This painting depicts a landscape with a hunter and a crane, dominated by a classical temple - possibly a representation of the Temple of the Sibyl in Tivoli – a subject depicted extensively by Paul Bril and the other Flemish painters living in Rome at the end of the 16th century. In fact, the Belgian artist’s experiments gave rise to certain types of landscape painting, with classical ruins and hunting scenes, practiced throughout the 17th century. They were a source of inspiration for many painters working in Italy, such as Frederick van Valckenborch, an artist from Antwerp, to whom this canvas has been attributed.
19th-century frame decorated with four corner palmettes
(?) Rome, Cardinal Scipione Borghese, 1607 (Della Pergola 1959, p. 153); Inv. 1693, room XI, nos 100, 128; Inventario Fidecommissario, 1833, pp. 15, 26; purchased by Italian state, 1902.
The provenance of this work is still unclear. According to Paola Della Pergola (1959, p. 153), it may have formed part of the group of works confiscated by Paul V’s fiscal police from Giuseppe Cesari, called Cavalier d'Arpino. This set of paintings certainly included several landscapes, which it is impossible to identify.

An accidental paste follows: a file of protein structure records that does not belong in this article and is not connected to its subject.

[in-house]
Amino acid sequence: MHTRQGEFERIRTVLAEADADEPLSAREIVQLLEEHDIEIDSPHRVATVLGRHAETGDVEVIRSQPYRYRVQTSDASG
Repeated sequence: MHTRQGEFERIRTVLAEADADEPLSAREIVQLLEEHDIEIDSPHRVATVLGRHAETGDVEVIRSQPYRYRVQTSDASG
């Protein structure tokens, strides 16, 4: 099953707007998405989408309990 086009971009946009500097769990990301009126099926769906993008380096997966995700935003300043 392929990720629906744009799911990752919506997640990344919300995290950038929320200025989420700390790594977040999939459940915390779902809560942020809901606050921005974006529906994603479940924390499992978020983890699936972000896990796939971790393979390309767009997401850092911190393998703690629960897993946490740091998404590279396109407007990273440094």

The first certain mention of this work dates to the inventory of 1693, in which it is described as ‘a painting of about four palms of a landscape with someone firing an arquebus at a goose, and other things: no. 593’. The entry attributed the painting to Paul Bril, a name which also appears in the Inventario Fidecommissario of 1833, which, however, uses the phrase ‘in the style of’. In 1893 Venturi (pp. 28, 36) judged this and the three other works believed to be by the Belgian painter (inv. nos 13, 18 and 19) to be ‘weak paintings, which should rather be considered the work of a follower’. His verdict was later shared by both Longhi (1928, p. 76) and Della Pergola (1959, p. 154): taking into account the work’s style, the latter critic spoke of Bril’s workshop and therefore ruled out a complete attribution to him.
In 1980, Gerszi asserted that both this painting and the small Fantastic Landscape (inv. no. 13) were the work of Frederik van Valckenborch, a Belgian artist who was present in Italy beginning from 1590-92, together with his brother Gillis. According to this critic, the painting was in fact executed shortly after, sometime between 1595 and 1596. Francesca Cappelletti expressed the same opinion (2005-6, pp. 20-21): she published the painting in her monograph on Paul Bril, attributing it to Van Valckenborch.